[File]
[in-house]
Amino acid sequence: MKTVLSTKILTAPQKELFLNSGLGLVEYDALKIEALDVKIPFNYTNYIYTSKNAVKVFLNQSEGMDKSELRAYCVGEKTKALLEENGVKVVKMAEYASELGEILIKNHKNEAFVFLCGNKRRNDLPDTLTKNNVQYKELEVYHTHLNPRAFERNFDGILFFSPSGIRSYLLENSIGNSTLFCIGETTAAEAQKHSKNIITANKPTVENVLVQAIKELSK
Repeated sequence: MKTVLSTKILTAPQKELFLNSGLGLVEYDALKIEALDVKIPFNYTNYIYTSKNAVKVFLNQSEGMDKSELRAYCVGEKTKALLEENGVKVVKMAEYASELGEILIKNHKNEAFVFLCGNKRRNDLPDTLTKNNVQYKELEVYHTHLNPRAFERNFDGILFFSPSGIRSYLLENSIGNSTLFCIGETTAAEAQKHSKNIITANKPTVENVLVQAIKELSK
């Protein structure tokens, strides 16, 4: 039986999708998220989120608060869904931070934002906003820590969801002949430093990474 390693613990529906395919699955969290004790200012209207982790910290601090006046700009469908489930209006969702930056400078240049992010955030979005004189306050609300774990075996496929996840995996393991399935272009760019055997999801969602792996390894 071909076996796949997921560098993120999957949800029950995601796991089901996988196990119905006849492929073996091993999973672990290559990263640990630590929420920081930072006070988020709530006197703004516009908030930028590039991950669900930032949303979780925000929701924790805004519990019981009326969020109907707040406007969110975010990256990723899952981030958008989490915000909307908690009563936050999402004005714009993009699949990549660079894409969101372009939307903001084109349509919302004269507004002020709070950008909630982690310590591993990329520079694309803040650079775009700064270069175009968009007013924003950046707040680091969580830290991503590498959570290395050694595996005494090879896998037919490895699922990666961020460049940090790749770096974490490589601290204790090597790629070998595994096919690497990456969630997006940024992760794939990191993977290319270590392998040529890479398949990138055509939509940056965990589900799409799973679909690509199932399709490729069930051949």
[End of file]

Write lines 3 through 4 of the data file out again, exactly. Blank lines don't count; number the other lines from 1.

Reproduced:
Repeated sequence: MKTVLSTKILTAPQKELFLNSGLGLVEYDALKIEALDVKIPFNYTNYIYTSKNAVKVFLNQSEGMDKSELRAYCVGEKTKALLEENGVKVVKMAEYASELGEILIKNHKNEAFVFLCGNKRRNDLPDTLTKNNVQYKELEVYHTHLNPRAFERNFDGILFFSPSGIRSYLLENSIGNSTLFCIGETTAAEAQKHSKNIITANKPTVENVLVQAIKELSK
């Protein structure tokens, strides 16, 4: 039986999708998220989120608060869904931070934002906003820590969801002949430093990474 390693613990529906395919699955969290004790200012209207982790910290601090006046700009469908489930209006969702930056400078240049992010955030979005004189306050609300774990075996496929996840995996393991399935272009760019055997999801969602792996390894 071909076996796949997921560098993120999957949800029950995601796991089901996988196990119905006849492929073996091993999973672990290559990263640990630590929420920081930072006070988020709530006197703004516009908030930028590039991950669900930032949303979780925000929701924790805004519990019981009326969020109907707040406007969110975010990256990723899952981030958008989490915000909307908690009563936050999402004005714009993009699949990549660079894409969101372009939307903001084109349509919302004269507004002020709070950008909630982690310590591993990329520079694309803040650079775009700064270069175009968009007013924003950046707040680091969580830290991503590498959570290395050694595996005494090879896998037919490895699922990666961020460049940090790749770096974490490589601290204790090597790629070998595994096919690497990456969630997006940024992760794939990191993977290319270590392998040529890479398949990138055509939509940056965990589900799409799973679909690509199932399709490729069930051949």